Denver Public Schools and Voter Opinion
by Floyd Ciruli
Denver Public School’s (DPS) policies and programs generate long deliberation, much passion and heavy newspaper coverage. Yet, a recent Denver poll shows that many voters do not have an opinion on school reform proposals or the pre-November election school board.
Support for School Closures
In an October 10, 2007 Ciruli Associates poll of Denver voters, only a slight majority agreed with the recommendation to close some DPS schools. One-quarter each opposed the reforms or didn’t have a view. An independent citizens’ committee, A+ Denver Citizens for Denver Schools, recommended that closing underutilized schools could release funds to reinvest in operations.
Question: A citizens’ committee has recommended closing some Denver Public Schools. In general, from what you have heard or seen about the issue, do you agree or disagree that some Denver Public Schools should be closed?
Ciruli Associates, 2007
The survey was conducted for the Better Denver campaign on Oct. 9 and Oct. 10, 2007 with 504 registered Denver voters who planned to participate in the Nov. 6, 2007 city bond and school board election (all mail election). The margin of sampling error is plus or minus 4.4 percentage points.
Minority Voters and School Closures
The school closure recommendations generated considerable discussion, especially among the parents and community leaders in the North Central; and Northeast areas of DPS where schools are being closed and students transferred. Denver Hispanic and Black voters are more likely to have views on the closures than the Anglo voters, and are nearly as opposed to the closure recommendations as supportive. (See Table 1)
Note: Hispanics are one-tenth of the voter base in this Denver election, and Afro-Americans are 8 percent. However, minority children make up 70 percent of DPS students.
School Closure and Voter Segments
As described, only one-quarter of voters among this electorate claim to be informed about the issues in the election. But among those voters, 68 percent agree with the recommendations of the citizens committee. (See Table 2)
Men were slightly more supportive (57%) of the recommendation than women (50%), although one-quarter of both genders didn’t have a view.
Party identity produced little difference in opinion on the recommendations (Republican 53%, Unaffiliated 53%, Democrats 54%). Not surprisingly, unaffiliated voters were the most likely to not express an opinion on the recommendations (29%) compared to partisans (Republican 27%, Democrats 20%).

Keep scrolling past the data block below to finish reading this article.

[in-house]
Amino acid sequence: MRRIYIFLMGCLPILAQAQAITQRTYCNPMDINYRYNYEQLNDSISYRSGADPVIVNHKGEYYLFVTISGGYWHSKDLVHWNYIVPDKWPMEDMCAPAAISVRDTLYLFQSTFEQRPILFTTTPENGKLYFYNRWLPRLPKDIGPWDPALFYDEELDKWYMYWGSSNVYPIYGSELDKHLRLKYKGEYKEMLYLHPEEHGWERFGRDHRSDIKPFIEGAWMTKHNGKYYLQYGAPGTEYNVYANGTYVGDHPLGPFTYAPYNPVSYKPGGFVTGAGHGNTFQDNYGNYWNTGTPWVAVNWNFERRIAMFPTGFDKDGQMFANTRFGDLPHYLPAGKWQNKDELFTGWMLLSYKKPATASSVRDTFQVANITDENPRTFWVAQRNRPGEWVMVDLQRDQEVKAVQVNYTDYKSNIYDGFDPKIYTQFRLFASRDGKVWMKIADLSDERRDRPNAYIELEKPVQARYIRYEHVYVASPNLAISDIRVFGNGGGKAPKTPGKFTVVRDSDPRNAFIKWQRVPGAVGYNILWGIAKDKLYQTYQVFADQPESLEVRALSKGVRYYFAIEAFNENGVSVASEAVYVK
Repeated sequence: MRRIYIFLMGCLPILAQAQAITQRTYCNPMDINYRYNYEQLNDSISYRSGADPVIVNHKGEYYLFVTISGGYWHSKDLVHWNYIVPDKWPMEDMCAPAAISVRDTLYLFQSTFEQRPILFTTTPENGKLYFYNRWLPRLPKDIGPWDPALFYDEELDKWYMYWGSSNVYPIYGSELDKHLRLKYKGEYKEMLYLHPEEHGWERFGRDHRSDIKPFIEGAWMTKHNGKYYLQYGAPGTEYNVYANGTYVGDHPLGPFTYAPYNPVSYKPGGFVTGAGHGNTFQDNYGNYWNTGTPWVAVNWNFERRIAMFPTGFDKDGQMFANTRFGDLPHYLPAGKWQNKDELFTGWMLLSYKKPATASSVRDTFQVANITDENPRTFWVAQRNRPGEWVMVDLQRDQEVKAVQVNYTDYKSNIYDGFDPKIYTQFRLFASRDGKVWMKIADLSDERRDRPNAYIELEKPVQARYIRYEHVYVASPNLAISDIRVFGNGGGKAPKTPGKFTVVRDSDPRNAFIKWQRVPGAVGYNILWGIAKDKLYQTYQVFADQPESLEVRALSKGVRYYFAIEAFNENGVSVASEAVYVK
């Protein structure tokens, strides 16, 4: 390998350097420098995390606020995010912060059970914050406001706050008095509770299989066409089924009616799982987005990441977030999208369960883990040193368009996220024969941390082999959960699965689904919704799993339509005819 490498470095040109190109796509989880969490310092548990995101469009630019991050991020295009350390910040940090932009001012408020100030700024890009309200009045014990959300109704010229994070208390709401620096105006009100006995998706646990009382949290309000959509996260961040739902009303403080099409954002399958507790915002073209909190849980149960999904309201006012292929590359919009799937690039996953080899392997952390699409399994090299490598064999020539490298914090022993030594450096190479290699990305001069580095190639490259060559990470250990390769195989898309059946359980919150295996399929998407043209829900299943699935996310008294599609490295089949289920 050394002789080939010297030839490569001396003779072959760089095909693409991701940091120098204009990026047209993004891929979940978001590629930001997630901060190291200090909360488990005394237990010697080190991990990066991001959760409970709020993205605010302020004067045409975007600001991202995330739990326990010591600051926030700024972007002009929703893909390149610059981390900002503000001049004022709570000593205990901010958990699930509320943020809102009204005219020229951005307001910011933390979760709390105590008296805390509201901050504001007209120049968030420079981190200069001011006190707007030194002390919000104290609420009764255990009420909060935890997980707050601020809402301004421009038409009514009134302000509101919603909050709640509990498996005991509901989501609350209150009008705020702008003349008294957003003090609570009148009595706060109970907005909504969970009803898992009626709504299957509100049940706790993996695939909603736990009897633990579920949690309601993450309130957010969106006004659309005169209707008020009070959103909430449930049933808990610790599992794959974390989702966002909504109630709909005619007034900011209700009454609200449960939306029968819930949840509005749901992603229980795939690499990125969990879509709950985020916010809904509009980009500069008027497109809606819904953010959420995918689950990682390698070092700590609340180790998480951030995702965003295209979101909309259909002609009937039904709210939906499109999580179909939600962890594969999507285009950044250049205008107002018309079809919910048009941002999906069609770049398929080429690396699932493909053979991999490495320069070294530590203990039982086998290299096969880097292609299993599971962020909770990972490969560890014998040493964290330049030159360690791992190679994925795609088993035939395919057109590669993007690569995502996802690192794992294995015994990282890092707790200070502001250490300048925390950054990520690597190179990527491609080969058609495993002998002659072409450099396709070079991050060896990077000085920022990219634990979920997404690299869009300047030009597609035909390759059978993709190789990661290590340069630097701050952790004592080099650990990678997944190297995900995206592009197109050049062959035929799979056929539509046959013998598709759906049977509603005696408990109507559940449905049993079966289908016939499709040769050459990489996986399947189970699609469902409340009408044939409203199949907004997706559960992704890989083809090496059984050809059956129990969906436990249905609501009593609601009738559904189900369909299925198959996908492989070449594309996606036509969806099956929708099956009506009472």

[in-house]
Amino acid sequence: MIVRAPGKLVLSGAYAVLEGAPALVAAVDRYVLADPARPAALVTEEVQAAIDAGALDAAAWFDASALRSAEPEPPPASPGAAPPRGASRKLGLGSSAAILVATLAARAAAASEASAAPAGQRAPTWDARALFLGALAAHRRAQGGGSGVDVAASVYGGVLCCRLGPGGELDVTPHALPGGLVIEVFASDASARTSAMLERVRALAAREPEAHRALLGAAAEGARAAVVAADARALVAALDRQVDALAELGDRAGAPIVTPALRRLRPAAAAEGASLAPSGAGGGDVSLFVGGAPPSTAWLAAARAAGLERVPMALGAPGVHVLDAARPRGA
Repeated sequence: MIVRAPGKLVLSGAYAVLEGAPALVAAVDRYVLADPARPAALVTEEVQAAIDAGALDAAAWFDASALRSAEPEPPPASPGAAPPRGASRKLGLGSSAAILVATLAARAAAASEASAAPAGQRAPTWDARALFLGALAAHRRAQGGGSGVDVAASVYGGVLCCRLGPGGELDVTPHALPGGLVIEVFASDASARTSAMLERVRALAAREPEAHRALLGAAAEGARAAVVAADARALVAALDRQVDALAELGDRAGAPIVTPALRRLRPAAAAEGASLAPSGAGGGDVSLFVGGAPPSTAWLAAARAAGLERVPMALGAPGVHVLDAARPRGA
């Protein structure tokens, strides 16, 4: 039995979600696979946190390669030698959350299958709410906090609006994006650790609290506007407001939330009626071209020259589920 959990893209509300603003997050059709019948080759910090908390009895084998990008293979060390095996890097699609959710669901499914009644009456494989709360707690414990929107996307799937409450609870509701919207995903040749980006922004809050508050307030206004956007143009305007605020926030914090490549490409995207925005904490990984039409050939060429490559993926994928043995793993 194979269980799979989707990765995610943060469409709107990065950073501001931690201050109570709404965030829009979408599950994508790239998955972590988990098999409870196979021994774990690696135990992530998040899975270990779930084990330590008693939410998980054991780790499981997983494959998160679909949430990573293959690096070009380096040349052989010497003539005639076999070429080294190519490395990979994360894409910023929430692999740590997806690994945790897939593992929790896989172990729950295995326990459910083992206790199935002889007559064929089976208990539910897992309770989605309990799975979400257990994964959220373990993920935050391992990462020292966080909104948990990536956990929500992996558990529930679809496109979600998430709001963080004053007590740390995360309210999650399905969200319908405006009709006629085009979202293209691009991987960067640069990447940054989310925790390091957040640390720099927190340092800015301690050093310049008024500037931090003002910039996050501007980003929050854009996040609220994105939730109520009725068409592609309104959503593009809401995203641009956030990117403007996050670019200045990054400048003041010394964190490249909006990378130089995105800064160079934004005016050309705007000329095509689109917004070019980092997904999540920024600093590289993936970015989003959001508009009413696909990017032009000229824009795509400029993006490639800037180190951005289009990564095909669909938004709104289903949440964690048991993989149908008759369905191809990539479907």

Baby boomers (age 35 to 64 years old) are more in favor of the closures (59% and 62%) than older or younger voter cohorts.
The electorate largely does not have children in the DPS system and is not a representative sample of parents in terms of age or ethnicity. The electorate is 77 percent Anglo, and 64 percent are 55 years of age or older - not unusual demographics for a local election.
Denver Public School Board Support
More than one-third of Denver voters had no view on the job performance of the DPS school board. Forty-one percent of Denver voters had a favorable view of the school board and one-quarter (25%) had an unfavorable view. (See Figure 2)
Question: Let me ask you about the job the Denver School Board is doing. Is your opinion of the School Board very favorable, somewhat favorable, somewhat unfavorable or very unfavorable, or do you not have an opinion?
Ciruli Associates, 2007
Less than one week before the start of the November mail-back election, 63 percent of voters did not know if they were more likely to keep the current school board members or vote for new members. Among the few voters who offered a voting perspective, a new board was preferred over the current members by 20 percent to 17 percent.
Ultimately, voters reelected the incumbent school board members that were on the ballot and supported the three board candidates who favored the school closures and reform process.
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Ciruli Associates is a non-partisan research firm providing polling, election analysis and political commentary to Colorado and national organizations and media since 1976.